Michal Hvorecký

    is a writer, blogger, columnist and translator. He lives in Bratislava, where he is head of the Goethe-Institut Library. He has published several novels, including Danube in America, The Escort, several short story collections and a memoir, Spamäti (2013, By Heart). His short story Wilsonov has been made into a film by the Czech director Tomáš Mašín, which was released in October 2015. Michal Hvorecký’s most recent novel Trol (2017, Troll) depicts the sinister troll factories that spread fake news. “Unfortunately, we still tend to perceive statues in the same way as we did during the revivalism of the 19th century, rather than the pluralism of the 21st. Will we live to see a statue commemorating the tens of thousands of people forcibly deported from the Zips area in Eastern Slovakia to the gulags, particularly the Donbass region? On the heels of the Soviet liberators, deserving undying glory and gratitude, the Stalinist terror marched in. Amid the tribulations in Banská Štiavnica, the grave of an unknown soldier who died in 1919 of injuries he suffered in the Great War, has been misrepresented without any proof as the grave of a World War II Red Army soldier. The idea of creating a statue of Svätopluk the Great in front of Bratislava Castle, originally conceived under the fascist regime, was brought to fruition under democracy. And since 2011 a bust of the convicted Nazi collaborator Ferdinand Ďurčanský, a Slovak nationalist leader and author of the state’s anti-Jewish policies, has graced the square outside the museum in his hometown of Rajec. Nobody had labelled its creator a pseudo-artist, let alone a mental case. Nobody has any issue with artists churning out life-size statues of hockey players, herds of painted cows, characters peeping out of manholes or the 3.3 metre tall statue of Jesus Christ in Prešov, erected for an eye-watering 166,000 euros. They are obviously Art. Because Art is not destructive, according to the self-proclaimed aesthetes of the Internet. In fact, a powerful current of post-war art championed destruction, created with knives and fire, that was innovative and dared to radically respond to the state of general destruction. Artists rang the alarm bells against indifference, resignation and apathy at a time when the social situation was reminiscent of what we have today. If you want to take on the demons of the past, you have to get up from your computers and go to the ballot box. The biggest Slovak monument to communism and mafia-style turbo-capitalism is still towering over us – from the Prime Minister’s seat.”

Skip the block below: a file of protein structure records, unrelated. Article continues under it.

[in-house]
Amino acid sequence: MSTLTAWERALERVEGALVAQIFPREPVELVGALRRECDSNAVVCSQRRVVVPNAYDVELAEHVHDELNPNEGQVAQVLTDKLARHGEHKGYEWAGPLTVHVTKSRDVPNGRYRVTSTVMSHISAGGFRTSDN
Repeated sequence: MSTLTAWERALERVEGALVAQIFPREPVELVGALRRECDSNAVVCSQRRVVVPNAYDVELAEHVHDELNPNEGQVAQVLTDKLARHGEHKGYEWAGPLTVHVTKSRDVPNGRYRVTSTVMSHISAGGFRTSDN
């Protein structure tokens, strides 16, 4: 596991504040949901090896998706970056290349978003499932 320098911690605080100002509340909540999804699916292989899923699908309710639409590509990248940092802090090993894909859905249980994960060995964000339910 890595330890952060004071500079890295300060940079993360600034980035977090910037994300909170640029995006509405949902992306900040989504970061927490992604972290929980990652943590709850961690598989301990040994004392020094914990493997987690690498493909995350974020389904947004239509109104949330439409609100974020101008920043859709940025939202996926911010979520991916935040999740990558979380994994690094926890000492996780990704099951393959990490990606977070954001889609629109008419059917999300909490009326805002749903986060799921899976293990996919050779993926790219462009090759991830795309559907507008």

Photo: Peter Župník / Central European Forum